Surfside condo collapse

20 Consecutive Days: Surfside Recovery Teams Face New Challenges

No one will rest until the mission is completed: bringing every single victim back home to their families and loved ones. 

NBC Universal, Inc.

The Surfside condo collapse rubble pile is noticeably smaller, progress is made every day, but the work is physically grueling and grows more mentally exhausting every day. 

On Tuesday, the body of a one-year-old girl was found.  

NBC 6 asked Miami assistant fire chief Scott Dean what it’s like emotionally to be working on the pile every day. 

“It’s difficult,” Dean said. “Especially because we’re starting to put faces with names, when we gather belongings and we see the pictures, we see the loved ones and we see the family members that have had the opportunity to come to the pile and speak to them and put stories behind those individuals, there is a connection there, obviously not the same as the families, but we do feel it.”

The recovery teams uncover the family photos and mementos and jewelry, and then two teams of Miami-Dade Police detectives work day and night, sorting the personal items retrieved from the debris. 

“This may be the final thing that they can remember their family members from, so that’s why these items are priceless,” said MDPD detective Argemis Colome. 

In addition to his assistant chief duties, Dean is the leader of Florida Urban Search and Rescue Task Force Two. He’s been on the Champlain Towers South assignment every day since the collapse. NBC 6 asked him if, when they find bodies, they can tell whether the victims suffered.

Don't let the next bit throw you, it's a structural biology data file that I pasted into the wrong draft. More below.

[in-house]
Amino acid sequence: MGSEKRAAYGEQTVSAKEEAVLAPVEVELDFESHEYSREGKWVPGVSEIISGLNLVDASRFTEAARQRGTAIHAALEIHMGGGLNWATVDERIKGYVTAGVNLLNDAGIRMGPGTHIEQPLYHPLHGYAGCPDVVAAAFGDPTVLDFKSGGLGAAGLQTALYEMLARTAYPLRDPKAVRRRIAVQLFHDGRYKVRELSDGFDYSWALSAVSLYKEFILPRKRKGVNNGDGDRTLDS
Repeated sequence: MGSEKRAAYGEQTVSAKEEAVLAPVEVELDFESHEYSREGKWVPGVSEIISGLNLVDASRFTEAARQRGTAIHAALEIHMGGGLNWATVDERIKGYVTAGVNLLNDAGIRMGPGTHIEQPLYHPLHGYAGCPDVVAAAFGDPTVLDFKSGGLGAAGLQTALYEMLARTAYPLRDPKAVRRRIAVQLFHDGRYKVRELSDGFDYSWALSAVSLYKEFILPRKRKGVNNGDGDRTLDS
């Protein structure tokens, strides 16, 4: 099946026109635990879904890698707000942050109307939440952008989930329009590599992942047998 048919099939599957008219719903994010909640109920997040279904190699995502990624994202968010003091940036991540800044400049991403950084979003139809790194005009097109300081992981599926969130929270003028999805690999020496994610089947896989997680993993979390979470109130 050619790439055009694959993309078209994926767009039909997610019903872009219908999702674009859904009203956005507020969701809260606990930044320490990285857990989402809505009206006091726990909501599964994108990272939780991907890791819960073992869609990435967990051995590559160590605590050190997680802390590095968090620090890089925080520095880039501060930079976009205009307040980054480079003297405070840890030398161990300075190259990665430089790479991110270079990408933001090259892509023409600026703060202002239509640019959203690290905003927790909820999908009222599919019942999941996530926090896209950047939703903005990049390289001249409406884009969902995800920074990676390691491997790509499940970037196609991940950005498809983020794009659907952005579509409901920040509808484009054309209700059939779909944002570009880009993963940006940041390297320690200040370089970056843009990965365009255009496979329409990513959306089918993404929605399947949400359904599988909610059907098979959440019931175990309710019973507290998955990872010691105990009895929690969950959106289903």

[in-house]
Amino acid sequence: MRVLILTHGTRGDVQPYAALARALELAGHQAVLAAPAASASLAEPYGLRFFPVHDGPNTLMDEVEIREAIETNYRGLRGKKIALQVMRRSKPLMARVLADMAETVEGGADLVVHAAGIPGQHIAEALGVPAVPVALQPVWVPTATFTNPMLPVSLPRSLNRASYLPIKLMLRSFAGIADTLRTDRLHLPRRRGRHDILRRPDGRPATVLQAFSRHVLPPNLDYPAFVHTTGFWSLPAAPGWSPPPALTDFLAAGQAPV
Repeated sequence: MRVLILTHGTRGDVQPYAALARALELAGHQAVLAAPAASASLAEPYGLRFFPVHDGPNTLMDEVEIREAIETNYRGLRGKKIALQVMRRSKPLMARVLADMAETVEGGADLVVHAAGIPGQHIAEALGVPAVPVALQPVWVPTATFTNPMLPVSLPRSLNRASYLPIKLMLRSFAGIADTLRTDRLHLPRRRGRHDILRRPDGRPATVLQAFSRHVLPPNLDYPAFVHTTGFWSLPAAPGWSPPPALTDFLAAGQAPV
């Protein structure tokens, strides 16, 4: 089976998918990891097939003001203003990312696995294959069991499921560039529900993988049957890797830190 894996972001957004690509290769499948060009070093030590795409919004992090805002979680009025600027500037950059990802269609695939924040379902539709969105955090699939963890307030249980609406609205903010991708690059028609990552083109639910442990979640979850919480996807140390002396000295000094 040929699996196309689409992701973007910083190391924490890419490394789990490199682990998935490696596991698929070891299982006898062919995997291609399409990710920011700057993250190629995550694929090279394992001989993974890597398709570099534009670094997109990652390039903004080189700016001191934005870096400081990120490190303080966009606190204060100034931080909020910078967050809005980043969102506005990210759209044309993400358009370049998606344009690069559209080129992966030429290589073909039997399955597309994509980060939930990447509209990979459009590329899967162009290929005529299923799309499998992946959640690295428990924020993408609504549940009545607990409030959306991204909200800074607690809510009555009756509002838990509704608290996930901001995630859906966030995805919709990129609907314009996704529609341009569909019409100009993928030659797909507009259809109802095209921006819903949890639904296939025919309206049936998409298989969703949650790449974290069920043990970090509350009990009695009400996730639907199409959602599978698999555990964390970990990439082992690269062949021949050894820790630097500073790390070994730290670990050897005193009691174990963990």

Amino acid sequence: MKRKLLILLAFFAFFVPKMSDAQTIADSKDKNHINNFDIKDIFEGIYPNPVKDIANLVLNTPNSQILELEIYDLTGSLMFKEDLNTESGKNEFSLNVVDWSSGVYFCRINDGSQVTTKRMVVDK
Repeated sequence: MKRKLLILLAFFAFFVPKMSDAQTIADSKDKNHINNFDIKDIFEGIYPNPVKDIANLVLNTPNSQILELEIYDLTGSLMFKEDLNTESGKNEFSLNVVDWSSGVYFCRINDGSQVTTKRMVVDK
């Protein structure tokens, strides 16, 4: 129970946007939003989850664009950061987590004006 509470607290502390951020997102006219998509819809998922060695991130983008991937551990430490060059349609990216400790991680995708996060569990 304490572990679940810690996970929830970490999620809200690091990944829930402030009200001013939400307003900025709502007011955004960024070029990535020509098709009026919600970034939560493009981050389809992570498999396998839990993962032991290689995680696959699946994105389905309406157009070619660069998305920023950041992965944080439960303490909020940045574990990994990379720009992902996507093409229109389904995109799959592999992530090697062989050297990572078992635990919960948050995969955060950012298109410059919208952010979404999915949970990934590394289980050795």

“Yes and no, because of the time of day that this event occurred and because it was so quick, a lot of the people we’re finding are intact, in their beds, I personally don’t think or believe that they suffered,” Dean said. 

The death toll from the Surfside condo collapse reached 95, officials said Tuesday.

At Tuesday's briefing, Miami-Dade Mayor Daniela Levine Cava said the work of recovering human remains gets more difficult as time goes on.

“At this step of the recovery process, we’re relying heavily on the work of the medical examiner’s office, it’s a scientific, methodical process to identify human remains,” Levine Cava said. 

For the South Florida-based search teams, this is the rare occasion in which they’re working in their hometown, instead of being called to an earthquake far away, and it makes a difference.

“I feel the members have a connection somehow, some way to someone in that structure so they really leave it all out there on that pile and that rubble to get everyone back to where they needed to be,” Dean said. 

Do they take it personally?

"Hundred percent personal, hundred percent,” Dean said.

He said no one will rest until the mission is completed: bringing every single victim back home to their families and loved ones. 

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